Ever had different types of pellets, maybe a bag left over, and wondered can you mix hardwood and softwood pellets? The short answer is yes, you can mix both types of pellets together and it will not harm your pellet heater in anyway. I’ll tread carefully here because I know the topic of hardwood and softwood pellets is a touchy one and people have their own preferences on what burns better. Generally speaking, people like softwood because it burns hotter and has less ash than hardwood pellets. I, however, will burn whatever pellets are on sale but there are actually some benefits to be had from mixing softwood and hardwood pellets together which may improve your burn.
You can mix hardwood and softwood pellets and here’s why you might want to and the benefits of mixing the two types of pellets:
- Cleaner burn, less ash
- Saves money
- Helps with poor quality pellets
Different Types of Pellets
To understand why you would mix hardwood and softwood pellets, let’s take a look at the differences between these two. I’ve written about this in a hardwood vs softwood pellets post, but here’s a summary. Softwood typically burns hotter than hardwood, meaning you get slightly more heat created when softwood is burnt. This is the main reason why some people prefer to burn softwood because they believe they are getting more heat out of it. There’s plenty of research and information online that does indeed support this. In addition to burning hotter, softwood also produces less ash than hardwood. So, in addition to more heat you also get a “cleaner” burn because there’s less ash left over.
That’s the main argument from people who prefer to burn softwood pellets. They state that if you buy a bag of softwood pellets you are going to get more heat than you would from a bag of hardwood pellets, so your house is warmer, and you get less ash in your pellet heater, meaning your pellet heater is cleaner and will run better. Basically they think the quality of burn and heat is better than hardwood pellets. I don’t disagree with that (softwood technically burns hotter), however, I don’t think it is relevant when it comes to pellet heaters.
Pelletizing Softwood and Hardwood Pellets
The type wood used to create wood pellets isn’t important to me because what happens during the process of making pellets, pelletizing, where raw wood material, such as sawdust, is turned into pellets. This process creates compact wood pellets, which are extremely high in energy content that is turned into heat when burnt. Bags of pellets are the same or nearly the same size. Meaning a 15kg bag of softwood pellets is basically the same size and weighs the same as a 15kg bag of hardwood pellets. Compare this to firewood where a ute full of softwood will weigh less than a ute full of hardwood. This is because hardwood is much denser and contains more energy.
Because of how wood pellets are made, you’ll find no more than 10% difference in heat between softwood and hardwood pellets. So, yes, softwood burns hotter but it’s minimal at best. However, what you will often find is a huge difference in price. If you buy softwood pellets in Tasmania, as of February 2023 you’ll pay around $12 a bag. Buy hardwood pellets in Tasmania and you’ll pay as little as $8.50. That’s a difference of 30% in price for about 10% heat gain. Even if it was a difference of 20% in heat you are still paying more for diminishing returns of heat. It’s not worth it, at least to me.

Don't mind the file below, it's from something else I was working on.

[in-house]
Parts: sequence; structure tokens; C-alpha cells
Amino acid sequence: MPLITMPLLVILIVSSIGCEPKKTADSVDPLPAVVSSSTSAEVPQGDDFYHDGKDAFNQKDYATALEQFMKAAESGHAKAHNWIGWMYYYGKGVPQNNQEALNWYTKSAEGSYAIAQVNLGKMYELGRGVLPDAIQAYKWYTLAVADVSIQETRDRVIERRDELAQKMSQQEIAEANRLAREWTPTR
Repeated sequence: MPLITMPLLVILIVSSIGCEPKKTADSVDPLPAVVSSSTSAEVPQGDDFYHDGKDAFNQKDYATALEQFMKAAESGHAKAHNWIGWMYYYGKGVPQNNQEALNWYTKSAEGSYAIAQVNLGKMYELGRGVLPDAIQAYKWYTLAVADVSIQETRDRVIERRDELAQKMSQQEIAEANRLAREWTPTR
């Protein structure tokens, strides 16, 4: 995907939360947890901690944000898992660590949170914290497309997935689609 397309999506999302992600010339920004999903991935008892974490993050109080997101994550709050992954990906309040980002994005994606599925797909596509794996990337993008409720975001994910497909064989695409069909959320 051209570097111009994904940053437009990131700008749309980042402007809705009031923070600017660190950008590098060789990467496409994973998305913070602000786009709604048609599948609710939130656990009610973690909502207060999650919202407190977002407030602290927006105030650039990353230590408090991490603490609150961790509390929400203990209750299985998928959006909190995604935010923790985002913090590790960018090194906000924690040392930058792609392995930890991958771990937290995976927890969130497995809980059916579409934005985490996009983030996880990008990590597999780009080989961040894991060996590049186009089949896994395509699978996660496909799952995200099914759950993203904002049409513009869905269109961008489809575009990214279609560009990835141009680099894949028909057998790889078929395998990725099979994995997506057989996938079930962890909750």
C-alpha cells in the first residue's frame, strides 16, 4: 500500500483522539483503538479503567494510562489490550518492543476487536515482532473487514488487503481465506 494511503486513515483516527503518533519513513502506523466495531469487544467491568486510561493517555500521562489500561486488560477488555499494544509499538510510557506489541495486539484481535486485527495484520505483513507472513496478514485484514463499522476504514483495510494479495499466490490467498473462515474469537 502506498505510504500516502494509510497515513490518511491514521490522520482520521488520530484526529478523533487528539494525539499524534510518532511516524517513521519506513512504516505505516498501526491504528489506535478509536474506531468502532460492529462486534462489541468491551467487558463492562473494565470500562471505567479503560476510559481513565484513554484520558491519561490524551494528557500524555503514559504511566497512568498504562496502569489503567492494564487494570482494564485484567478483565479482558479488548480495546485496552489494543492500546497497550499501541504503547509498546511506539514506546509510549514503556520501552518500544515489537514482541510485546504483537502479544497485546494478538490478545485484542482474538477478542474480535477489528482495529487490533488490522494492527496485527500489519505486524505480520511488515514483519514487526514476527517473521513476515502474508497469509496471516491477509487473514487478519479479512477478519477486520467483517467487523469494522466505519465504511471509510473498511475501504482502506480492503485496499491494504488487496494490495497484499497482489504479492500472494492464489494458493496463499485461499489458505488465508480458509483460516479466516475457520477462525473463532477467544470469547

Why Burn Softwood Pellets
So if hardwood and softwood pellets contain the same or only a marginal difference in heat, then why bother burning softwood pellets, especially if they cost more? I think the may reason is people like the cleaner burn softwood pellets produce. You’ll get slightly less ash and possibly not as many clinkers while burning softwood pellets. You’ll probably also notice a cleaner glass door on your pellet heater which won’t get as dirty as quick, due to the cleaner burn. I personally don’t mind cleaning my pellet heater, but I understand some people are happy to pay the extra price for a cleaner burn knowing there is less ash building up in their pellet heater, making it easier to clean.
Also, this cleaner burn is completely dependent on the quality of the raw material being used to make the wood pellets. A good example is there’s a very popular hardwood pellet brand in Tasmania that burns extremely clean. You can run your heater all week and there’ll be almost no ash in the burn box and glass door will still be very clean. Even though the pellets are made from hardwood, they burn so clean because the wood waste used to make the pellets is extremely clean (few impurities) and high quality. As a result the hardwood pellets burn super clean, much like softwood pellets.
Why Burn Hardwood Pellets
OK, so why bother with hardwood pellets if softwood pellets burn hotter and cleaner? The main reason is the price difference between these two types of pellets. While you may get slightly less heat, you’ll also save money. I burn about 80 bags a year. If I save $3 per bag by buying hardwood pellets, then that is a saving of $240 a year. That’s enough to pay to get my pellet heater serviced, even though I do it myself, but hopefully you get my point. There’s a considerable saving to be had by burning hardwood pellets. However, you will get slightly more ash and possibly clinkers. I don’t mind because cleaning a pellet heater is part of owning one.